Paul Collier of Oxford University talks about the ideas in his recent book, The Bottom Billion, an analysis of why the poorest countries in the world fail to grow. He talks about conflict, natural resources, being landlocked, and bad governance, four factors he identifies as causes of the desperate poverty and stagnation in the countries where 1/6 of the world's poorest peoples live.
Don Boudreaux, of George Mason University, talks about the ideas in his book, Globalization. He discusses comparative advantage, the winners and losers from trade, trade deficits, and inequality with EconTalk host Russ Roberts.
Mike Munger, of Duke University, talks about why firms exist. If prices and markets work so well (and they do) in steering economic resources, then why does so much economic activity take place within organizations that use command-and-control, top-down, centralized structures called firms? Within a firm, most of the goods and services that the workers use are given away rather than allocated by prices--computer services, legal services and almost everything else is not handed out by competition but by fiat, decided by a boss. A firm, the lynchpin of capitalism, is run like something akin to a centrally planned economy. Munger's answer, drawing on work of Ronald Coase, is a fascinating look at the often unseen costs of making various types of economic decisions. The result is a set of fascinating insights into why firms exist and why they do what they do.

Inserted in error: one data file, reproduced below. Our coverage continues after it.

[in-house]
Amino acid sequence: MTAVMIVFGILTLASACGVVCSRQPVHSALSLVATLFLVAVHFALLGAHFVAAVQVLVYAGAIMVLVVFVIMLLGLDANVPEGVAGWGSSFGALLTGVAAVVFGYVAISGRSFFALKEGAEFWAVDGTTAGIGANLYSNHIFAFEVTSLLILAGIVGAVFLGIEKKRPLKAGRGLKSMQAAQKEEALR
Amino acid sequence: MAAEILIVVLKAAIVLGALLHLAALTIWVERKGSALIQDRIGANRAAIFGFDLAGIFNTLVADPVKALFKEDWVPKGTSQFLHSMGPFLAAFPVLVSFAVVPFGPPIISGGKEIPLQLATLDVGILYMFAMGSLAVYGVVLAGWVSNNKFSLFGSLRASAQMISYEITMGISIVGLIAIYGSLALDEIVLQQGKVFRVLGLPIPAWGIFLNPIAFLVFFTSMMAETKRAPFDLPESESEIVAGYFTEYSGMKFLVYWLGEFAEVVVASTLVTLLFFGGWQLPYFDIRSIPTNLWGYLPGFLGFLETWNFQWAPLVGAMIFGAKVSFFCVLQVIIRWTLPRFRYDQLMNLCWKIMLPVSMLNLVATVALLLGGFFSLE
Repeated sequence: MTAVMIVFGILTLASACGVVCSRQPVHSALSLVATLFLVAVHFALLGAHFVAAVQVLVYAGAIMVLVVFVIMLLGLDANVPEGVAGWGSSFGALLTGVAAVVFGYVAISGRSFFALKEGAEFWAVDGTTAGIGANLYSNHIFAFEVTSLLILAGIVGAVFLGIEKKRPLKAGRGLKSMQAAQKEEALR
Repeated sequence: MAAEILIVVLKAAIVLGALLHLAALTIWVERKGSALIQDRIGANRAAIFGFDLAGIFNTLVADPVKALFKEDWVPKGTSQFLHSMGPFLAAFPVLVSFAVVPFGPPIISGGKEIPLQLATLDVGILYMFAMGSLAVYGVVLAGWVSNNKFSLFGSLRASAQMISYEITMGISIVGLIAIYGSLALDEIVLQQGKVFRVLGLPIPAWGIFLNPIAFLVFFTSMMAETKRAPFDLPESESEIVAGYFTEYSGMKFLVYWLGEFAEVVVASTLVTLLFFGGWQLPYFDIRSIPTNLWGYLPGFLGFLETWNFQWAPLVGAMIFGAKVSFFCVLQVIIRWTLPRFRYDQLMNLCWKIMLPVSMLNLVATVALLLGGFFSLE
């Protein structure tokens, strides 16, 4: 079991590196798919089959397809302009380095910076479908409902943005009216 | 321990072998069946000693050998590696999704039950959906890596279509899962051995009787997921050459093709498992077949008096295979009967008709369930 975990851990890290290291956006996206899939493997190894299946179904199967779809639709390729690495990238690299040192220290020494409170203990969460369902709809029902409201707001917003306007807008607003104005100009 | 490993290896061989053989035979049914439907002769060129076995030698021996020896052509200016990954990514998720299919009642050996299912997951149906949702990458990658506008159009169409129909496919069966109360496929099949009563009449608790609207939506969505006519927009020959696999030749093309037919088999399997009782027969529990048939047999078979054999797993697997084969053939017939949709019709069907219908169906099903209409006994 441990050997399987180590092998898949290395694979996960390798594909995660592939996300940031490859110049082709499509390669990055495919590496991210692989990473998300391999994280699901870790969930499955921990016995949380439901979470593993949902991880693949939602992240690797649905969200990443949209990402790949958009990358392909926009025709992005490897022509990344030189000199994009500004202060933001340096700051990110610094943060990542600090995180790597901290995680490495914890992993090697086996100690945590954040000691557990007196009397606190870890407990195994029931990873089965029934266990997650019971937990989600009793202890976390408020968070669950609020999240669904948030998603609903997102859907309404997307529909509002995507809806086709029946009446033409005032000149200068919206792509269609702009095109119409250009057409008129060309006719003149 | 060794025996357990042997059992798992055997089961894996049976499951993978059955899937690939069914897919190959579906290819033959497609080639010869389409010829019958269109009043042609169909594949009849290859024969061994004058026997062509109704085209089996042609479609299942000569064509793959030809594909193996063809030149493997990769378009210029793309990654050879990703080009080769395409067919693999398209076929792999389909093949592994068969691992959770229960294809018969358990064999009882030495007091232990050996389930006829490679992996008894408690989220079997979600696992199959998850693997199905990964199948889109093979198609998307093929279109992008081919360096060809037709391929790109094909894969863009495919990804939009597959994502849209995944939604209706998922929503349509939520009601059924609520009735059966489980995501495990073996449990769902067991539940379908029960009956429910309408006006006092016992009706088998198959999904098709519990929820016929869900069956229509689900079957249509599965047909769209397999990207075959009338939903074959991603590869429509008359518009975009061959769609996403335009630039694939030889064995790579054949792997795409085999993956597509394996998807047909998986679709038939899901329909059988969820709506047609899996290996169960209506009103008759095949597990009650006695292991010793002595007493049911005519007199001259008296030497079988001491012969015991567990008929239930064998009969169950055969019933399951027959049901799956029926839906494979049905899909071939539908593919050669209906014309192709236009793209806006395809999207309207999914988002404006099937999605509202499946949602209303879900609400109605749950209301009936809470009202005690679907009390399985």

Edward Castronova, of Indiana University and author of Exodus to the Virtual World, talks about his provocative thesis that a growing number of people around the world will be spending more and more time playing multiplayer games in virtual reality both as a form of escape and as a search for meaning. He talks with EconTalk host Russ Roberts about how this trend might affect government, religion, and our happiness.